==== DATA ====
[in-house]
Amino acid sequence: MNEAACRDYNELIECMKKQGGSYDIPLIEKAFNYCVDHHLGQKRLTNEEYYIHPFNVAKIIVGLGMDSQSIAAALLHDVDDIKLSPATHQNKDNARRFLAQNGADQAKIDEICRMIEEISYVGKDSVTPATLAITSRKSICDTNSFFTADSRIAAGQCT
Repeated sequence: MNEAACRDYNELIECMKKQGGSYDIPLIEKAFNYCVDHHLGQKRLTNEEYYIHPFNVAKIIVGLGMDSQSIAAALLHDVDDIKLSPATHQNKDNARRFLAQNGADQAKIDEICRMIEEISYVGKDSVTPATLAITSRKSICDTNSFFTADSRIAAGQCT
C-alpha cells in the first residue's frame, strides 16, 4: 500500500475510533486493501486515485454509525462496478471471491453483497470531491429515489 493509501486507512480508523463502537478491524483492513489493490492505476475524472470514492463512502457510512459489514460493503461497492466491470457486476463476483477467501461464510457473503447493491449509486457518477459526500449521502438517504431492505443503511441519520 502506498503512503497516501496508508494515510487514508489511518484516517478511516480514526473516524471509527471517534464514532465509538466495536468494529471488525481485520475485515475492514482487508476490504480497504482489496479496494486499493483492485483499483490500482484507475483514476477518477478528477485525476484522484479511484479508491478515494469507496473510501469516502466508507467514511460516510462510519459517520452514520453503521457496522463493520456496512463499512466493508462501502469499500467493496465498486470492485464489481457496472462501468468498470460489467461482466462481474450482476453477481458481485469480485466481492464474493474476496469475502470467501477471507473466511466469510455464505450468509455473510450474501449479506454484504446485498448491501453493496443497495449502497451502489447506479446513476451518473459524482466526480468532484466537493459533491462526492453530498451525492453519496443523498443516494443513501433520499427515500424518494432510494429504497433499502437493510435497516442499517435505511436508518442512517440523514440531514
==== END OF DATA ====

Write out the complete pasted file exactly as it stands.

[in-house]
Amino acid sequence: MNEAACRDYNELIECMKKQGGSYDIPLIEKAFNYCVDHHLGQKRLTNEEYYIHPFNVAKIIVGLGMDSQSIAAALLHDVDDIKLSPATHQNKDNARRFLAQNGADQAKIDEICRMIEEISYVGKDSVTPATLAITSRKSICDTNSFFTADSRIAAGQCT
Repeated sequence: MNEAACRDYNELIECMKKQGGSYDIPLIEKAFNYCVDHHLGQKRLTNEEYYIHPFNVAKIIVGLGMDSQSIAAALLHDVDDIKLSPATHQNKDNARRFLAQNGADQAKIDEICRMIEEISYVGKDSVTPATLAITSRKSICDTNSFFTADSRIAAGQCT
C-alpha cells in the first residue's frame, strides 16, 4: 500500500475510533486493501486515485454509525462496478471471491453483497470531491429515489 493509501486507512480508523463502537478491524483492513489493490492505476475524472470514492463512502457510512459489514460493503461497492466491470457486476463476483477467501461464510457473503447493491449509486457518477459526500449521502438517504431492505443503511441519520 502506498503512503497516501496508508494515510487514508489511518484516517478511516480514526473516524471509527471517534464514532465509538466495536468494529471488525481485520475485515475492514482487508476490504480497504482489496479496494486499493483492485483499483490500482484507475483514476477518477478528477485525476484522484479511484479508491478515494469507496473510501469516502466508507467514511460516510462510519459517520452514520453503521457496522463493520456496512463499512466493508462501502469499500467493496465498486470492485464489481457496472462501468468498470460489467461482466462481474450482476453477481458481485469480485466481492464474493474476496469475502470467501477471507473466511466469510455464505450468509455473510450474501449479506454484504446485498448491501453493496443497495449502497451502489447506479446513476451518473459524482466526480468532484466537493459533491462526492453530498451525492453519496443523498443516494443513501433520499427515500424518494432510494429504497433499502437493510435497516442499517435505511436508518442512517440523514440531514